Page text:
The Second Vatican Council saw this koinwnia tou pneumatoV especially in the celebration of the Eucharist. The Council speaks of the Eucharist as the source of the life of the Church and as a pledge of the future glory, whereby we will partake in the divine nature (qeiaV koinwnoi fusewV; cf. II Pt 1:4).

The Council cites St John Chrysostom (In Ioannem Homilia, XLVI): "Hence, through the celebration of the Eucharist of the Lord in each of these Churches, the Church of God is built up and grows in stature" (Unitatis Redintegratio, n. 15).

All Churches of the East and of the West which celebrate the Eucharist should therefore consider themselves as Sister Churches (cf. Paul VI, Breve "Anno Ineunte" of 25 July 1967, in: Tomo Agapis, 386-393).

Christians and Orthodox united  through the one baptism

The communion which is expressed through these relics is for us a source of joy and gratitude to God, the giver of all perfect gifts (cf. Jas 1:17). It is God's Holy Spirit who has given us this bond of communion and who has sustained us despite all misunderstandings, divisions and conflicts, for which we have to ask God and one another for forgiveness. We could say with the Apostle Paul: Eucaristw tw qeou mou pantote peri umwn epi th cariti tou qeou th doqeish umin en Cristw Ihsou (cf. II Cor 1:4).

We are aware that this koinwnia is not yet full communion. Thus, while we give thanks to the Lord, we should at the same time strengthen our will to further our journey towards full communion.

Suspicion and misrepresentation between Orthodox and Catholic Christians should therefore be overcome; everywhere Orthodox and Catholics should recognize each other as Christians who, through the one baptism, are part of the one Body of Christ (cf. I Cor 12-13; Gal 3:27 ff.); everywhere it should be possible to say together pathr umwn and to pray together the Lord's Prayer.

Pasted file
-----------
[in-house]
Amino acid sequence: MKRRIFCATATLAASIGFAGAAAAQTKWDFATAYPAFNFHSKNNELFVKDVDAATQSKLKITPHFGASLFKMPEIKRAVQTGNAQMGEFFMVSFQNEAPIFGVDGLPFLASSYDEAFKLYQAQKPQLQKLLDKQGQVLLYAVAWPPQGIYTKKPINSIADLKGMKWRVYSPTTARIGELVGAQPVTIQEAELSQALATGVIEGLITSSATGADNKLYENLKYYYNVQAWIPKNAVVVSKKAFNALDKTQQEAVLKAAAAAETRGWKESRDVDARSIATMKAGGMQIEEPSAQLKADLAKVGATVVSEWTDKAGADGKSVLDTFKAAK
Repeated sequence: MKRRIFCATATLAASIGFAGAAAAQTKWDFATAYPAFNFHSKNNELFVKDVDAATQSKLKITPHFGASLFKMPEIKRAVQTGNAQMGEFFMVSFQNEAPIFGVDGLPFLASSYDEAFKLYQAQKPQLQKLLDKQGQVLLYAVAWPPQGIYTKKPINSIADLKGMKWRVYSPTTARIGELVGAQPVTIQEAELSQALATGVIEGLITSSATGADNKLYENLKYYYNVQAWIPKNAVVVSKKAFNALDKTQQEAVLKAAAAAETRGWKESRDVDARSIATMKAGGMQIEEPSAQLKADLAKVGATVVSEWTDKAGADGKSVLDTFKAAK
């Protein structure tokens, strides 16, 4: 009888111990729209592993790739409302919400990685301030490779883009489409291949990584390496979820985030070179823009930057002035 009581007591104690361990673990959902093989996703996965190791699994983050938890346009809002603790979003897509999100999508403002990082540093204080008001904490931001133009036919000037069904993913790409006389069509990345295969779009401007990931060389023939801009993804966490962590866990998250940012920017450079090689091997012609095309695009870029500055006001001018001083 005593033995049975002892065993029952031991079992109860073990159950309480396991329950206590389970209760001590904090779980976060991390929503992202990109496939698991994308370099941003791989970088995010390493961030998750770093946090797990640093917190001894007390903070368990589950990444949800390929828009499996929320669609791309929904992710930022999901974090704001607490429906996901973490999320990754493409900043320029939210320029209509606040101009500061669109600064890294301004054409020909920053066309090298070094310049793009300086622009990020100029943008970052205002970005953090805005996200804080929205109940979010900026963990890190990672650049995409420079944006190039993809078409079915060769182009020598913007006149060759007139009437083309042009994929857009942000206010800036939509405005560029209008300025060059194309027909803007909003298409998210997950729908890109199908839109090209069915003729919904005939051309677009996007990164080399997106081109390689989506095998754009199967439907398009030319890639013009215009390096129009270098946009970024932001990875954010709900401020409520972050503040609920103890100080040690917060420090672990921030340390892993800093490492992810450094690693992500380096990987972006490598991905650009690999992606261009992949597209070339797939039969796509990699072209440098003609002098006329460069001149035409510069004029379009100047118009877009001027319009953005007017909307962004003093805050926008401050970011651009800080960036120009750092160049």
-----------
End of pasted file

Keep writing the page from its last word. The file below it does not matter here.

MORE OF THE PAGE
Finally, we should resume — without delay — the international theological dialogue, which Your Holiness has sustained from the very beginning.

It is the sincere desire of many Christians — and especially of the Holy Father — that this celebration may encourage us to deepen our common understanding in many concrete questions, with the help of God and through the intercession of Mary, the Mother of God (QeotokoV), and of the Holy Fathers of the Church whose relics we venerate.

It should be particularly compelling that these two Saints were two great promoters of peace (eirhnopoioi) (cf. Mt 5:9).

St John Chrysostom admonishes us that our common liturgical expression, "Peace be with you", must not remain a mere formal greeting (Commentary on the Letter of the Colossians, Homily VIII, 4; cf. Commentary on Matthew, Homily XXXII, 6).

Through division, the 'Body of Christ' is torn apart

In the year 364, when peace was established again after a conflict in the Church of Nazianzus, St Gregory stated with sorrow that, through division, the Body of Christ had been torn apart (cf. Oratio VI, 1). He describes the absurdity of such divisions: "We, who love Christ so much, have divided Christ. For the sake of truth, we have lied to one another..., for the sake of peace, we have made war..." (ibid., 3). He adds that in doing so, we have become the laughingstock of unbelievers and the object of contempt of the nations.
Then he says with gratitude to God what we hopefully will be able to say soon: "You allowed us to hate the hatred and lead us to peace. You work through opposites. You divided us so that we may long for one another" (ibid., 8).

He concludes: "We all want to stay together in one spirit, fighting in harmony for the faith of the Gospel... conserving the magnificent tradition which we have inherited from our Fathers. In adoration we prostrate ourselves before the Father, the Son and the Holy Spirit, adoring the Son in the Spirit. We are baptised into them" (ibid., 22).

These words of the great witnesses and common teachers in the faith admonish us to seek peace, and at the same time they encourage us. Such a peace is a gift of the Spirit of God which is promised to us securely by Jesus Christ.

Therefore, we pray: "The peace and the communion of the Holy Spirit be with you; Eirhnh kai h koinwnia tou agiou pneumatoV meta pantwn hmwn".

Taken from:
L'Osservatore Romano
Weekly Edition in English
8 December 2004, page 6